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COP27: Progress in Financing Climate Damage Repair, Frustration in Combating Climate Change


A final agreement was reached at the COP27 climate conference, including a landmark agreement to fund poorer countries' response to climate change-related loss and damage, but little progress on key climate mitigation areas, such as increased national emissions ambitions or commitments to transition from fossil fuels to cleaner energy.


The "Loss and Harm" agreement, in which wealthier nations committed to establishing a fund to pay for climate-change-related damage in poorer, more vulnerable countries, was the clear highlight of the conference's conclusion. The deal is the first time the subject has been officially adopted despite protests from wealthier nations. Under the terms of the agreement, a new dedicated fund will be established to assist developing countries in responding to loss and damage, and a "transitional committee" will make recommendations on how to operationalize countries' funding arrangements and the fund itself at the COP28 the following year.


An additional agreement was reached to operationalize the "Santiago Network for Loss and Damage," which provides technical help to developing nations that are more susceptible to the negative consequences of climate change.


Ursula von der Leyen, president of the EU Commission, commented on the loss and damage achievements at the meeting.


"I am glad that COP27 has opened a new chapter on financing loss and damage and established the groundwork for a new manner of solidarity between those in need and those who can assist. We are restoring faith. This is vital moving ahead because without climate justice there can be no lasting action against climate change."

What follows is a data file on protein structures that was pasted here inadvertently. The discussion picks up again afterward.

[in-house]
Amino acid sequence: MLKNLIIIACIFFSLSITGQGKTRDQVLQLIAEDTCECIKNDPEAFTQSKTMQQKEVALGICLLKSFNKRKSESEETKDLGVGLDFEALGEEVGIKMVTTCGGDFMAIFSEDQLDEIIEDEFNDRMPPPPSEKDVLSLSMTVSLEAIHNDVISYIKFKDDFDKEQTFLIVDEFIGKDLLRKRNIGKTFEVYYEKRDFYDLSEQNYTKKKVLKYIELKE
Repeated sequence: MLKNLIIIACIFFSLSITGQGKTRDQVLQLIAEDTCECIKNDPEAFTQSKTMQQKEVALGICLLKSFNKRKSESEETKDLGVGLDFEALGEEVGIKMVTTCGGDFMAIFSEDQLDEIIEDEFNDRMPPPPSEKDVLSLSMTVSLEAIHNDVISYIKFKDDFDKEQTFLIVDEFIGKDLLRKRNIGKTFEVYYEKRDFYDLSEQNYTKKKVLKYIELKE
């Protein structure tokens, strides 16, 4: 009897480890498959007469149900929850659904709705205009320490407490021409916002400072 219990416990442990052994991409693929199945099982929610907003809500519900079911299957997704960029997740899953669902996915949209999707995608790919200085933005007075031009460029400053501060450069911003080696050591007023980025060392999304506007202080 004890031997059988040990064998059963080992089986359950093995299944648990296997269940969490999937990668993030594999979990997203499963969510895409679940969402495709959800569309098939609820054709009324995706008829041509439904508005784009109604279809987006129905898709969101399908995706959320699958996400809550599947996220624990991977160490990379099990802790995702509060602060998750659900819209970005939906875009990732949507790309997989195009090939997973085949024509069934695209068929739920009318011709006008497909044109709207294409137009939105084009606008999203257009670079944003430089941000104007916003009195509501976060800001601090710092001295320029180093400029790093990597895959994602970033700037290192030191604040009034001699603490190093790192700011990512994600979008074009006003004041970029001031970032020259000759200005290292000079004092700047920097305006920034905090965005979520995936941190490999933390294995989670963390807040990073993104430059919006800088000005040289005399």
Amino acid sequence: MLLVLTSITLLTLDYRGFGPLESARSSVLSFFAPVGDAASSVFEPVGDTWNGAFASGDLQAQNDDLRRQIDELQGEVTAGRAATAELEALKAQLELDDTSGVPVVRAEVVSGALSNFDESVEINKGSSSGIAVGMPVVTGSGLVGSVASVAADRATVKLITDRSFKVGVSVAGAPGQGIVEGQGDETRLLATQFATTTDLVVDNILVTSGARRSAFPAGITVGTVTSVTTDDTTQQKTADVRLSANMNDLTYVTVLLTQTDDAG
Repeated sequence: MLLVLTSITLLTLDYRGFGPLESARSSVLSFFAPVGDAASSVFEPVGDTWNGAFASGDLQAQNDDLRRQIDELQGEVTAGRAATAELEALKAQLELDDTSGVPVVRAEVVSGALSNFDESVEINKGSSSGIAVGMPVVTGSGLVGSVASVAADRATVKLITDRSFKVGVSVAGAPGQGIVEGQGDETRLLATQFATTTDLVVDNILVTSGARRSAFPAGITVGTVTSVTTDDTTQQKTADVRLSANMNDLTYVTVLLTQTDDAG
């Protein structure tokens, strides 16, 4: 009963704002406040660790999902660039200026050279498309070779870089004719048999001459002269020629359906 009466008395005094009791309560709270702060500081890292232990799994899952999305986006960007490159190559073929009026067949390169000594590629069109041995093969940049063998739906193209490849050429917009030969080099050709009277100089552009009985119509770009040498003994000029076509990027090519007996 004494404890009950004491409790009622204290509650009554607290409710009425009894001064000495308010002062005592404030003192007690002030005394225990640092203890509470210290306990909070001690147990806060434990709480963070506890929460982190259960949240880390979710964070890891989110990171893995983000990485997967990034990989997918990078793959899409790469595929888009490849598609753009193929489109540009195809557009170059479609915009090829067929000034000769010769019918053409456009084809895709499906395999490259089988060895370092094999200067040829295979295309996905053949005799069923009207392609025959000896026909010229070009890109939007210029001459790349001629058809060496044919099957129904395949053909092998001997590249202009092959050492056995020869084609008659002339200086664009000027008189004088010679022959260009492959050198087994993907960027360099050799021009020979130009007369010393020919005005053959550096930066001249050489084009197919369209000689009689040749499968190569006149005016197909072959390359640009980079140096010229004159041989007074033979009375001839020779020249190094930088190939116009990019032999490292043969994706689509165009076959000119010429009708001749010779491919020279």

Significant progress on compensating climate-related damages seems to have come at the expense of progress on climate reduction obligations, disappointing the attempts of certain governments to include more aggressive wording in the final accord. The United Kingdom, for instance, had hoped to formalise a commitment to peak global emissions by 2025, and the European Union had been urging big economies to quickly increase their Nationally Determined Contributions (NDCs).


However, the final agreement was not more ambitious than last year's COP26 text, as the 2025 peak emissions target was eliminated at the last minute, and the 1.5°C temperature increase target was just reaffirmed.


According to COP26 President Alok Sharma, it was difficult to even maintain the progress made in the previous year. Sharma, noting the "unprecedented" loss and damage agreement, stated:


Indeed, those of us who came to Egypt to preserve 1.5 degrees Celsius and to uphold what we all agreed to in Glasgow have had to work relentlessly to maintain the status quo.


The final accord simply called for a "increase in low-emission" energy and renewables, leaving the door open for ongoing fossil fuel use in conjunction with carbon capture programmes.


Sharma added:


"An emissions peak before 2025 is required, according to scientific evidence. In this text, no. Clear implementation of the coal phase-out. In this text, no. A vow to eliminate all fossil fuels. In this text, no. And the energy text, in the final minutes, waned."


Beyond the final negotiations, COP27 made progress on a number of significant business and finance-related initiatives, including the release of a new set of proposals to set clearer standards for the net zero pledges announced by businesses and other non-state entities, and the establishment of a $20 billion public/privately-financed Just Energy Transition Partnership.


Despite the conference's accomplishments, numerous leaders were dissatisfied with the general lack of progress.


In his concluding remarks at COP27, EU Commission Vice President Frans Timmermans stated that the final accord is "not enough of a step forward for people and planet," adding:


"It does not generate sufficient additional efforts from large emitters to increase and expedite their emission reductions. It does not increase confidence in our ability to meet the obligations set under the Paris Agreement and in Glasgow the previous year.


It does not address the gap between climate science and climate policy.


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